The hon. Gentleman proposes that employers should be responsible for administering the entirety of their employees' pay, and that would be burdensome on business. Most likely, it would also be totally unnecessary because we are discussing calculations for people who qualify for the lower 90 per cent., and they must earn less than £111 at current rates. The amendment would add many complex burdens to address a small, if not entirely absent, problem.

11.15 am

Mr. Prisk: When the Minister refers to self-employment, does he use the definition used by the Inland Revenue or that used by tribunals?

Alan Johnson: It certainly is not the definition that the hon. Gentleman is trying to include in his ten-minute Bill.

For the purposes of standard employment rights the self-employed are, by definition, not employees and cannot logically qualify for leave rights. Furthermore, they are not employed earners for the purposes of pay

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rights because they have no employer to administer pay, which means that they cannot receive paternity leave or paternity pay. I am unsure which definition covers them, and perhaps I should take a rain check on that issue.

Norman Lamb: Tribunals.

Alan Johnson: The hon. Member for North Norfolk (Norman Lamb), from his experience in this area, suggests that it would be the rules used in tribunals.

Mr. Prisk: The Minister is right that that definition should be used, but the point of my question was to let him recognise the difficulty caused for employers by the existence of two definitions.

Alan Johnson: The hon. Gentleman has made his point for the record.

Amendment No. 138 provides me with a useful opportunity to explain what will be in the regulations made under the power in new section 171ZJ(8). In doing so, I shall explain why ''normal'' is used instead of ''average''. I hope that I can reassure hon. Members that we all want to achieve the same result—a formula that is fair to employees in properly reflecting what they receive from their employment and fair to employers because it is straightforward to calculate. The key is to use the same rules used to determine statutory maternity pay.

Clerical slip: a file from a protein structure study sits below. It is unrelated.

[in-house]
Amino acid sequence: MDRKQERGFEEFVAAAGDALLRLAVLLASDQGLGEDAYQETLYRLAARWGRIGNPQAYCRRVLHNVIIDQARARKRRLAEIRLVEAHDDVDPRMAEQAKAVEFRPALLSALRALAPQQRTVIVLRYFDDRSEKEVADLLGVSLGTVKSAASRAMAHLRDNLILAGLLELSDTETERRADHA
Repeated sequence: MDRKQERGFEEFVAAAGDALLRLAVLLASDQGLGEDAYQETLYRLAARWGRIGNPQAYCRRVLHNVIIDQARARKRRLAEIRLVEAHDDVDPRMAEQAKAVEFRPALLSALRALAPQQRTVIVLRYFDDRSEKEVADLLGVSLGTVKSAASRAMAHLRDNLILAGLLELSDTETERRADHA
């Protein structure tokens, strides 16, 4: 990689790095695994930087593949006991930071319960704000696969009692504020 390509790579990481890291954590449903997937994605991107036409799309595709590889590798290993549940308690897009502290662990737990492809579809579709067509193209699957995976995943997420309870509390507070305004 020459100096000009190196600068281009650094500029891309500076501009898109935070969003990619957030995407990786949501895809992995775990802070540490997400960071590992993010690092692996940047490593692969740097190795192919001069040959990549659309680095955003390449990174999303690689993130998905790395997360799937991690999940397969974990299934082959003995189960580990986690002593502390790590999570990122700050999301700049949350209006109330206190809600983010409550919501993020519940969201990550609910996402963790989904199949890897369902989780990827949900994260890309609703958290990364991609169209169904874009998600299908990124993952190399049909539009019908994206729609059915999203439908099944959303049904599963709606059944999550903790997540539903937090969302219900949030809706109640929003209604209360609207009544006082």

Without going into enormous technical detail—though I have brought a large briefing into Committee as a threat—one cannot use an average because it would be improper to include some payments made in the period in question. For example, a one-off bonus payment would not reflect an individual's normal earnings. The rules are not too complex; employers said, ''Keep them the same as statutory maternity pay. We understand that now, for all its wild and wonderful ways.'' When we consulted on extending the period to 26 weeks, employers, along with various other groups, said that we should stick to eight weeks. We must stick to the system that employers know and for which they feel, if not love, at least affection, and that means that we shall go by the rules for statutory maternity pay.

The calculation of a person's normal weekly earnings for the purpose of statutory maternity pay is set out in regulation 21 of the Statutory Maternity Pay (General) Regulations 1986, which is perhaps the provision that the hon. Member for Hertford and Stortford was looking for. We intend to mirror that calculation both for statutory adoption pay and for statutory paternity pay. Substituting ''average'' for ''normal'' would remove a crucial step in that process.

Norman Lamb: It makes sense to mirror the approach taken to statutory maternity pay, but I want to raise a broader issue. Pay is calculated in different ways for various rights to paid time off—for example, the right to holiday under the working time regulations or the right to maternity and, now, paternity pay. When I wrote about that in my previous existence, understanding the different approaches taken under different legislation was a tortuous process. From the point of view of the employers who are to administer this, it is time that there was one basis for calculating pay for all the

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various rights to paid time off. I urge the Minister to have his Department consider simplifying the basis upon which such pay is calculated.

Alan Johnson: I take the hon. Gentleman's point, which he made eloquently. We can certainly consider that.

The amendments are unnecessary for several reasons. I have made it clear that the rate of statutory paternity pay will be the same as that for statutory maternity leave—in 2003, £100 a week or 90 per cent. of average weekly earnings if that is less. Paternity leave and statutory paternity pay are rights of employees and employed earners respectively. It would not be right to burden employers with additional calculations concerning any earnings that their employees may gain from self-employment. I have also made it clear why it is right to refer to normal, not average, weekly earnings. On that basis, I hope that the hon. Gentleman can withdraw the amendment.